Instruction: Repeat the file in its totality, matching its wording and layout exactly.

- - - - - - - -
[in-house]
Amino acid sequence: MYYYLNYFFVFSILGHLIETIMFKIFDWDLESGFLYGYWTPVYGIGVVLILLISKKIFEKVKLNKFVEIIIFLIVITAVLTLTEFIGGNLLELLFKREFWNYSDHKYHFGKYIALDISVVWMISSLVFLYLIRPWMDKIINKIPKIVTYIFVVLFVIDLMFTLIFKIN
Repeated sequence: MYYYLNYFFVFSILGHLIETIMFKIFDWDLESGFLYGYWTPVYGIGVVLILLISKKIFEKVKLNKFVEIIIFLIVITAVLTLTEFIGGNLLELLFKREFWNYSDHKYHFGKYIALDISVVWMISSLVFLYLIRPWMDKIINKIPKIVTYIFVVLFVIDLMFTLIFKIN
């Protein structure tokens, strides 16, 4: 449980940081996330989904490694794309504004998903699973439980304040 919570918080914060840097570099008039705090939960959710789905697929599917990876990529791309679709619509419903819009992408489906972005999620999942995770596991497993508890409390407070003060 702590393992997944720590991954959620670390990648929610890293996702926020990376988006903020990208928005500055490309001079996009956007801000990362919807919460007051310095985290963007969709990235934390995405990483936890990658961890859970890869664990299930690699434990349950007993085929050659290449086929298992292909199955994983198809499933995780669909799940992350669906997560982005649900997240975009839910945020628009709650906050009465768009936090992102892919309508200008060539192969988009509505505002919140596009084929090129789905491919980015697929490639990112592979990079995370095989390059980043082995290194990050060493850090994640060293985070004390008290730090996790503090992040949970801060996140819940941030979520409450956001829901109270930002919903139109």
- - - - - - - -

[in-house]
Amino acid sequence: MYYYLNYFFVFSILGHLIETIMFKIFDWDLESGFLYGYWTPVYGIGVVLILLISKKIFEKVKLNKFVEIIIFLIVITAVLTLTEFIGGNLLELLFKREFWNYSDHKYHFGKYIALDISVVWMISSLVFLYLIRPWMDKIINKIPKIVTYIFVVLFVIDLMFTLIFKIN
Repeated sequence: MYYYLNYFFVFSILGHLIETIMFKIFDWDLESGFLYGYWTPVYGIGVVLILLISKKIFEKVKLNKFVEIIIFLIVITAVLTLTEFIGGNLLELLFKREFWNYSDHKYHFGKYIALDISVVWMISSLVFLYLIRPWMDKIINKIPKIVTYIFVVLFVIDLMFTLIFKIN
């Protein structure tokens, strides 16, 4: 449980940081996330989904490694794309504004998903699973439980304040 919570918080914060840097570099008039705090939960959710789905697929599917990876990529791309679709619509419903819009992408489906972005999620999942995770596991497993508890409390407070003060 702590393992997944720590991954959620670390990648929610890293996702926020990376988006903020990208928005500055490309001079996009956007801000990362919807919460007051310095985290963007969709990235934390995405990483936890990658961890859970890869664990299930690699434990349950007993085929050659290449086929298992292909199955994983198809499933995780669909799940992350669906997560982005649900997240975009839910945020628009709650906050009465768009936090992102892919309508200008060539192969988009509505505002919140596009084929090129789905491919980015697929490639990112592979990079995370095989390059980043082995290194990050060493850090994640060293985070004390008290730090996790503090992040949970801060996140819940941030979520409450956001829901109270930002919903139109």